3.27.2008

Everest: Beyond the Limit

I've been looking at the first season of the documentary series Everest: Beyond the Limit. The Discovery Channel series is visually arresting. The cinematography and depth of coverage of the characters and their daily lives on the mountain is both beautiful and thorough. But I think this piece is a little disingenuous, on the balance, in its glorification of the mountain as a "prize" and not the dangerous endeavor that is its reality.

From what I can see of the mountain, the rampant environmental concerns that are well documented in books like High Crimes has been minimized. It's surely not there in most of the frames I see from base camp. If the filmmakers are sanitizing man's impact on the mountain, then that is a serious injustice. Based on his resume, Michael Kodas' (author of High Crimes) credibility is more than sufficient for me not to doubt the claims he makes in his book. These claims include piles of oxygen canisters, general rubbish and human waste all over the side of the mountain. If Discovery is not depicting the reality of our impact on the mountain, then it's a serious shortfall for this series.

The 2006 season features a number of characters long on courage but short on intellect. These folks literally try to kill themselves in their obsession to get to the top of this mountain, making the idea of "Suicide by Everest" a very real phenomenon, it would seem. I think the unique climactic challenges of the mountain, coupled with the random nature of extreme weather and the unpredictability of other climbers on the mountain should make Discovery's coverage stress just how dangerous this activity really is. But to the contrary, the piece glorifies the idiots who donate fingers, toes, noses and limbs to the cause of saying "I did it."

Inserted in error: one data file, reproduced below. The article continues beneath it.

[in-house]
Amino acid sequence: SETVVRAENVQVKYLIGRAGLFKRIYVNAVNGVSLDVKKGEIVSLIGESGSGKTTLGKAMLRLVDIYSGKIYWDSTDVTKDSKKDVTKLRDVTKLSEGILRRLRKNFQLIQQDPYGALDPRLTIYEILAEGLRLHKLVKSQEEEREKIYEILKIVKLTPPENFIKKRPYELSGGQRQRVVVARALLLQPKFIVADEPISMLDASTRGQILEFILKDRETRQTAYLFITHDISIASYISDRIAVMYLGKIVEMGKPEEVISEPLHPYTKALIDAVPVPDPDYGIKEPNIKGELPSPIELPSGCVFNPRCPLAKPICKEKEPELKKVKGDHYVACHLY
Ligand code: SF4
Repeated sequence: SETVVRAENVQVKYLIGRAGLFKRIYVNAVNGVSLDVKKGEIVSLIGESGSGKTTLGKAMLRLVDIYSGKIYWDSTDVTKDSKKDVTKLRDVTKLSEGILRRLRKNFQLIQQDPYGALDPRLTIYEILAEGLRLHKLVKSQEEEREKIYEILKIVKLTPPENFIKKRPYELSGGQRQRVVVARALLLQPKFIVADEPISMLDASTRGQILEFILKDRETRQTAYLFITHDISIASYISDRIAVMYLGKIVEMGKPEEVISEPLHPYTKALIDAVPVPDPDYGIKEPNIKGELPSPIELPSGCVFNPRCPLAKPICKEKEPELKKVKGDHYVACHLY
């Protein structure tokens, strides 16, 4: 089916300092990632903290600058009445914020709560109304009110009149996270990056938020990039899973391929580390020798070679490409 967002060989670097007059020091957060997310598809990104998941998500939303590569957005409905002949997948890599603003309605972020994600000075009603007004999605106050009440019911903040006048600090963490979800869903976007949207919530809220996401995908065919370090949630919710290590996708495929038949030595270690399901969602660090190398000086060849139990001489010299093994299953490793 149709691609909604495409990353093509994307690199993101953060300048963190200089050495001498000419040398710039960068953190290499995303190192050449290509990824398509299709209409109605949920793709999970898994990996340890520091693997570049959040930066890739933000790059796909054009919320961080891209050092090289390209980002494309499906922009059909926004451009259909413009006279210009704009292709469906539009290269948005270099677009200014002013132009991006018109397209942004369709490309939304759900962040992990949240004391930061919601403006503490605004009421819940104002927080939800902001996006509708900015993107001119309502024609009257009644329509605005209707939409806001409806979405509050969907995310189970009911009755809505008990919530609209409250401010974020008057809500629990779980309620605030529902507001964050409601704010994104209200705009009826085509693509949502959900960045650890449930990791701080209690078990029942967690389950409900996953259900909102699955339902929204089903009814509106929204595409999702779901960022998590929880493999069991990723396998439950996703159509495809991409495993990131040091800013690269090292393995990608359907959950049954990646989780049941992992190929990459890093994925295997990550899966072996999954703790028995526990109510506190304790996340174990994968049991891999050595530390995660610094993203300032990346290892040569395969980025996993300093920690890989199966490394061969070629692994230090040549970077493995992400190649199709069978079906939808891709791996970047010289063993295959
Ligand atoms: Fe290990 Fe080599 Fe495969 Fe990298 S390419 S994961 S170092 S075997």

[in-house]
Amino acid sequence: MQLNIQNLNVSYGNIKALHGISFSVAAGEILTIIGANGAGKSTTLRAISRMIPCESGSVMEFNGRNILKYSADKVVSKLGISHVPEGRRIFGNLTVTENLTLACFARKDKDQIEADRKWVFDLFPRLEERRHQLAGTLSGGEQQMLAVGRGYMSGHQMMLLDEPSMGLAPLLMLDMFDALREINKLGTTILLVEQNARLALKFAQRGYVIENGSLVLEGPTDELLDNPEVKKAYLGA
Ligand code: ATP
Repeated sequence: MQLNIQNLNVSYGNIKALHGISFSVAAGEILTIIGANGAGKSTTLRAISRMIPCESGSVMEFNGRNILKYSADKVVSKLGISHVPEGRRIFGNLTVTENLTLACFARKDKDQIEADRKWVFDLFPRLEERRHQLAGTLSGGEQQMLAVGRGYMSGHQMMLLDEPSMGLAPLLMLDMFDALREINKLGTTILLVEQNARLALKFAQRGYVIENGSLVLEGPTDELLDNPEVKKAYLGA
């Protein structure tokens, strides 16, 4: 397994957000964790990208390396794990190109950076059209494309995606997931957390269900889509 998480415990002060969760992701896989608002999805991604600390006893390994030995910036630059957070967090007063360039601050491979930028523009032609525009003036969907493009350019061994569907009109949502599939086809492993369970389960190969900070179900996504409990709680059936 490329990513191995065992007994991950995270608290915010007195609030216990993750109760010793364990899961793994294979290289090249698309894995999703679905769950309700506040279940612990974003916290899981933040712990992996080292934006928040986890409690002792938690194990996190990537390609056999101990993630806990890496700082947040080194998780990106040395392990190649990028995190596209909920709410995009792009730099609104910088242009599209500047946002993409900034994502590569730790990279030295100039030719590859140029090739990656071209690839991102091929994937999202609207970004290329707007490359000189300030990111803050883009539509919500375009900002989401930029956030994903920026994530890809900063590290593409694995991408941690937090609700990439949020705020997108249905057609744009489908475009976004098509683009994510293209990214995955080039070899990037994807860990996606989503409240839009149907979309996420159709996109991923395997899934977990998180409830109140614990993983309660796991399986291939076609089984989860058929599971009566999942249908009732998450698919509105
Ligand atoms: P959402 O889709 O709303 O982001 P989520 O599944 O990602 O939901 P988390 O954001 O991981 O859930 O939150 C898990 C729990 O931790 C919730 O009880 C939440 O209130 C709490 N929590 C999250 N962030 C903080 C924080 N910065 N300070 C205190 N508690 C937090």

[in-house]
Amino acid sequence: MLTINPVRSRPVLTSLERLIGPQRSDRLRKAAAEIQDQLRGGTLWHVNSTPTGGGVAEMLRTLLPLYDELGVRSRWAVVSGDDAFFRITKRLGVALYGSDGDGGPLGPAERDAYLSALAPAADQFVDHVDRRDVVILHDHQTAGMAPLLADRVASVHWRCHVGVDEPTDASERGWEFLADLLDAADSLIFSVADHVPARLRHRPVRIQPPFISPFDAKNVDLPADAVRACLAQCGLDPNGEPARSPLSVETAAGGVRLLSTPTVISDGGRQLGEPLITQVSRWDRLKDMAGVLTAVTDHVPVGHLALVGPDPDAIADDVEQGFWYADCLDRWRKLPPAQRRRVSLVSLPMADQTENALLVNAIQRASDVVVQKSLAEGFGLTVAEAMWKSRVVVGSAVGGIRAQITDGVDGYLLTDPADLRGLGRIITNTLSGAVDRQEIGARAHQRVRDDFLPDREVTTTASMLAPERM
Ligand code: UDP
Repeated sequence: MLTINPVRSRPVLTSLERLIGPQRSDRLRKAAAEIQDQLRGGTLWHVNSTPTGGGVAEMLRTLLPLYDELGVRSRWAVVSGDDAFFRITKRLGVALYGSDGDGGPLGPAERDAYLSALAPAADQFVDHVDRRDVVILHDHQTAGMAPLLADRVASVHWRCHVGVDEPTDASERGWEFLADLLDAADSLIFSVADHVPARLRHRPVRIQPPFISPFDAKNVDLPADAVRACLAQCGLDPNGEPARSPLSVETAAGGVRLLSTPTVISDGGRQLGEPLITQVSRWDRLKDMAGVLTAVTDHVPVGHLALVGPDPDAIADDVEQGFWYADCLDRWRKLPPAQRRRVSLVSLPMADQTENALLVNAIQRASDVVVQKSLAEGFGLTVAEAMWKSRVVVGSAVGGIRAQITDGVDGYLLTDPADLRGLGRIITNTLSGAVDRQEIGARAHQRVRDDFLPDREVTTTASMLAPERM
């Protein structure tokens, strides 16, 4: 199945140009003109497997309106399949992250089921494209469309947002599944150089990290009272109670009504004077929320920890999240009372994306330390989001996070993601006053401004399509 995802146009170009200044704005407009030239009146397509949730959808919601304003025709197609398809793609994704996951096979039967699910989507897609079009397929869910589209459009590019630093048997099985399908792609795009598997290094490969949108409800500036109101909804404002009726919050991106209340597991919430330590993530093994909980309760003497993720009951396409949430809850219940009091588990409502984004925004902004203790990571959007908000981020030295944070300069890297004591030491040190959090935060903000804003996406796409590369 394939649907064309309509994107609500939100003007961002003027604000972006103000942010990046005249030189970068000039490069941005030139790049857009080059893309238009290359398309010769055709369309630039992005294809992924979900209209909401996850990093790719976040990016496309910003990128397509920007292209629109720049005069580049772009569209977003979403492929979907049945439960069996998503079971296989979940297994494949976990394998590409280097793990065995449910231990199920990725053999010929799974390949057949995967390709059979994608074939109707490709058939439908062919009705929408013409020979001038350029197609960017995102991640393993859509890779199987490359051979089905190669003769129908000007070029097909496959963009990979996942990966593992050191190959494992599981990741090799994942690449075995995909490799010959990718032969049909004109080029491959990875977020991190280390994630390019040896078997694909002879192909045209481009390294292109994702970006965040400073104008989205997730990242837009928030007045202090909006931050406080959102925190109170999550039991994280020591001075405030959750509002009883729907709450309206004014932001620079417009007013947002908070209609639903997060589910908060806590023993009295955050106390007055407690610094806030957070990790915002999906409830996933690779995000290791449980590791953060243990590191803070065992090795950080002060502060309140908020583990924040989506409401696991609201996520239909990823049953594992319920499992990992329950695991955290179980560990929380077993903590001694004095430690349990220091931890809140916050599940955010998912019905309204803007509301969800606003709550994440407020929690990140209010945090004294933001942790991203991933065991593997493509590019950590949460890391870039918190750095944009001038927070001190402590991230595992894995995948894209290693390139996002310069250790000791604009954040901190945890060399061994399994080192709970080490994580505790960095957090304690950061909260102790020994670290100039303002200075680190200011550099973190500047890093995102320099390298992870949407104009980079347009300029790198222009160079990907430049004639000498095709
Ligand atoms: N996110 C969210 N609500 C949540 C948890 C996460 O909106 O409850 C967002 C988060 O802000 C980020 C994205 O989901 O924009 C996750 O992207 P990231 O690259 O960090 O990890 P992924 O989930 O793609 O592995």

The original title of the documentary, according to Kodas, was Everest: No Experience Required. While Discovery wisely changed the title, the spirit of that message is clearly alive in this piece. That's dangerous. The vast, vast majority of the world's population should never attempt to spend a half-day above 7,000 meters, let alone 8,000. Climbers with chronic debilitating illnesses (diabetes, heart disease, asthma) and minimal levels of physical fitness often attempt to summit as part of a fundraiser. These people shouldn't be on the mountain! But documentaries like this one, fascinating though they might be as entertainment, only contribute to the idea of climbing Everest as a rich person's leisure sport. This is nothing like catching a marlin on light tackle, boys and girls.

This is your life.

I think the documentary, in terms of production quality and photography, is great. But it's not stern enough in illustrating the true nature of the beast.

Turning to theaters this week, the fare seems kind of weak. Stop-Loss looks a politicized war film (done by MTV studios, no less) that has some promise. I imagine the third act dissolves into an emotional hijacking meant to leave audiences weepy. American Zombie might find a couple of hundred screens. Yet another American zombie satire that looks like it can't hold Shaun of the Dead's jock...

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